The impact of such partnerships is both profound and quantifiable. For instance, North Carolina A&T faculty have emphasized that partnering with MSU has enabled them to address community challenges more effectively. This collaboration has not only enriched the educational experiences of the students but has also enhanced the research and outreach capabilities of both institutions. For example, during the MSU trip, more than a dozen presenters from both schools showcased advancements in agricultural education, research and outreach, relating that information to serving diverse communities.

MSU and Spelman College: A model for diversity in data science

Another example of the proactive role that land-grant universities can play in promoting diversity is the partnership between MSU and Spelman College in Atlanta, Georgia, a historically Black liberal arts college for women. These institutions have joined forces to establish a new educational pathway for diversifying data science, one of the fastest-growing fields in the country. 

According to the U.S. Bureau of Labor Statistics, the nation will create more than 11 million data science jobs by 2026. This partnership, supported by the Alfred P. Sloan Foundation and the National Science Foundation, aims to bridge the diversity gap in this field. It introduces a “3+2” program in which students at Spelman complete a three-year bachelor’s program in a STEM field that includes unique training to prepare them for MSU’s two-year master’s program in data science, shortening the overall cost and time needed to complete two degrees.

Today, Black land grants enroll a higher percentage of Black and low-income students than their traditionally white counterparts, and they play a crucial role in diversifying science, engineering and agriculture workforces.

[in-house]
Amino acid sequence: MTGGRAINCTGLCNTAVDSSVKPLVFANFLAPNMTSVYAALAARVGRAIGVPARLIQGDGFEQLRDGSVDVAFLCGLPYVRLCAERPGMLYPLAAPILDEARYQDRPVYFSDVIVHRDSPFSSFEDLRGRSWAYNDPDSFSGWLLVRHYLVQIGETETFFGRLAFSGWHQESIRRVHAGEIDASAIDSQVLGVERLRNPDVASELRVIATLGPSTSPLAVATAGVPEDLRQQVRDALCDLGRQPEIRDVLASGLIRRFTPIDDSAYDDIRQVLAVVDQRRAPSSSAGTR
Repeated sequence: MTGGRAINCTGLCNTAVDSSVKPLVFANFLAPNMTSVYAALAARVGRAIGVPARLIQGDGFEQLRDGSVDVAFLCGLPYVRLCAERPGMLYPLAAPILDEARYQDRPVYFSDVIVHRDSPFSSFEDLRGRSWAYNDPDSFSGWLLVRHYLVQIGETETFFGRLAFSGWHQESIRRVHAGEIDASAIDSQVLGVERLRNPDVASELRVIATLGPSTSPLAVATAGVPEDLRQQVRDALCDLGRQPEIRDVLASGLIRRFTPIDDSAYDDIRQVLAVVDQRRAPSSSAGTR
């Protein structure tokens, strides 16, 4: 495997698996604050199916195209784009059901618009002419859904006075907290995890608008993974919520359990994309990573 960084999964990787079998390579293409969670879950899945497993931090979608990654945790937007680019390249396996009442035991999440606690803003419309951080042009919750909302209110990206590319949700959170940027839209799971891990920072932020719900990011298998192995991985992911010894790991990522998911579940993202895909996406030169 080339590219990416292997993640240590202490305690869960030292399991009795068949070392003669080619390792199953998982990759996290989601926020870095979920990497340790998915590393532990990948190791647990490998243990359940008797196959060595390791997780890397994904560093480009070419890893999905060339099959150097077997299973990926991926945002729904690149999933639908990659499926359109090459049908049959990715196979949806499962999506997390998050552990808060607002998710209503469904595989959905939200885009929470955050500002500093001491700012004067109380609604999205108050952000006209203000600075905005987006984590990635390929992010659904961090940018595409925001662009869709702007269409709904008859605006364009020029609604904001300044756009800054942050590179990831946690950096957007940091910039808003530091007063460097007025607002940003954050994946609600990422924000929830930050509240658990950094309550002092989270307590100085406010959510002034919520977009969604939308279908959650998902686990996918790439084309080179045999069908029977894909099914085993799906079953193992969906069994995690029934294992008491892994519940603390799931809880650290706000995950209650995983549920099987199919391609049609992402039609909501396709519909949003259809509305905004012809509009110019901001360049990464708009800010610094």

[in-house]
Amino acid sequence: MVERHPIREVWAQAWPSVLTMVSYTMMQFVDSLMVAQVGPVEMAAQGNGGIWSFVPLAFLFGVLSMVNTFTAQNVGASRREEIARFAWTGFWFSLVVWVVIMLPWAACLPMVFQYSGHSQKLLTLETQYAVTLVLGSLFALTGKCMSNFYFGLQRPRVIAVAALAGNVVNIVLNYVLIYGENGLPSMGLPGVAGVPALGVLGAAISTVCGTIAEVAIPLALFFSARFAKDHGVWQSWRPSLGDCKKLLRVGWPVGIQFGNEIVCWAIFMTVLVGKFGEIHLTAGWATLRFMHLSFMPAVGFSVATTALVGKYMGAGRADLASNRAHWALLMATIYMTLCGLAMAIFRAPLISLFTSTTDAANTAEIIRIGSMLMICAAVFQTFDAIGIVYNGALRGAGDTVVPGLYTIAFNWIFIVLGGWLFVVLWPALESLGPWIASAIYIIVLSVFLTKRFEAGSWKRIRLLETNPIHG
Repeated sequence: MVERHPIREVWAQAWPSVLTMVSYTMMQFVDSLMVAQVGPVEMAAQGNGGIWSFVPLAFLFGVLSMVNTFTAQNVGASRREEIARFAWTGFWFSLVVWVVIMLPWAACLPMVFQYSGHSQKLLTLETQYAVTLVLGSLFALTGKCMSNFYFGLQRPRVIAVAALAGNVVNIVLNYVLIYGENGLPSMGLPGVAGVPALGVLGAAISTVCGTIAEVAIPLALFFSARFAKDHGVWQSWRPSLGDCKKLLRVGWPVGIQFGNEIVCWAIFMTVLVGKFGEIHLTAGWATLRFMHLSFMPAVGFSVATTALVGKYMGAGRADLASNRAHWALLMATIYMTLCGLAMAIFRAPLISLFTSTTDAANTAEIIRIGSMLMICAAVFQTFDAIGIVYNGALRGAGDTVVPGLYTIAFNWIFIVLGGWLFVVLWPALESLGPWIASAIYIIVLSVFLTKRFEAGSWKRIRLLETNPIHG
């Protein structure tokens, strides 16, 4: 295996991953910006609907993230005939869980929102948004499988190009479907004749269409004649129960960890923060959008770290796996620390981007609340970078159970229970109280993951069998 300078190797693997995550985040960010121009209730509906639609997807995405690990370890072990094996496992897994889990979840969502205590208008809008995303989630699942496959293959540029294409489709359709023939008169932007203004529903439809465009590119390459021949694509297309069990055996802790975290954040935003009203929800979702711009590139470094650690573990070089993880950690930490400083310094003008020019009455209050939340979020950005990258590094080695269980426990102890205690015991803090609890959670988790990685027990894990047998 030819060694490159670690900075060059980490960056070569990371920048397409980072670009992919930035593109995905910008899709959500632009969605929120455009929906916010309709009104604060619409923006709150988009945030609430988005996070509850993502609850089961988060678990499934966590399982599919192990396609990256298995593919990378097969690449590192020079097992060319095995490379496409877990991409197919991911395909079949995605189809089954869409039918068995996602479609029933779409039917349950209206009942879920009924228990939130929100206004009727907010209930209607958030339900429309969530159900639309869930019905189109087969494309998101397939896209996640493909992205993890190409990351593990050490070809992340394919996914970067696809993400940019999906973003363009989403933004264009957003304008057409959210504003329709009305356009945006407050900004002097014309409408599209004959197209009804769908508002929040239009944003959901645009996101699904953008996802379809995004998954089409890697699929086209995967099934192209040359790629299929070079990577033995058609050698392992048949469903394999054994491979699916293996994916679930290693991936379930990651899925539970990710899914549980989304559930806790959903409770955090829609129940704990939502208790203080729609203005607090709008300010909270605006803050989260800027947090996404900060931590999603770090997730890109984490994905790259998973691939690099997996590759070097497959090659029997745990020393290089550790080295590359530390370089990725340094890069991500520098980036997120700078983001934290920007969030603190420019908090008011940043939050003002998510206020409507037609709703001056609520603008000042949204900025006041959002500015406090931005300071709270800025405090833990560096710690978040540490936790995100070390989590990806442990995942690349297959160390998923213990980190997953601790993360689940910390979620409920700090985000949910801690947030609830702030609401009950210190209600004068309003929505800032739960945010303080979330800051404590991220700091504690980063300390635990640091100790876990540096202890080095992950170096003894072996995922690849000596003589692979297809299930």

This collaborative effort directly addresses the diversity and inclusion challenges within data science. Statistics show that only about 3% of the jobs in this rapidly growing sector are held by women of color. By promoting diversity in data science, this partnership is increasing the awareness and accessibility of this high-demand field and addressing the underrepresentation of diverse women within it.

In another 3+2 program, MSU and North Carolina Central University, or NCCU, have partnered through an agreement that aims to benefit students pursuing a bachelor of science in chemistry from NCCU who may then be admitted to the master’s in packaging program from MSU, the country’s top-ranked program. The partnership includes recruitment, advising and communication between the institutions, involving specific departments and units. The agreement will be effective for five years, supporting diversity in education and the packaging profession.

The path forward for more inclusive educational outcomes

In an era where the U.S. is becoming a racial and ethnic majority-minority population, the responsibility falls upon predominately white land-grant institutions to not only recognize the critical role of HBCUs but to actively engage in partnerships that remove barriers to higher education. By embracing this responsibility, land-grant universities can set a powerful example for higher education institutions nationwide, building a brighter, more beneficial future for all.

While our focus has been primarily on the partnership between land-grant institutions and HBCUs, it’s vital to recognize that this commitment to accessibility should extend to Minority- Serving Institutions, including Hispanic-Serving Institutions and Tribal Colleges and Universities. These institutions are critical in expanding access to higher education and research opportunities for Hispanic/Latinx and Native and Indigenous communities.

Together, as a nation, we can create more attainable educational outcomes through partnerships, equitable state funding and federal support, ensuring that every student, regardless of their background, can thrive and succeed in and beyond the educational landscape.


By: Quentin Tyler and Jabbar Bennett

Media Contacts


more content from this collection

Diversity and belonging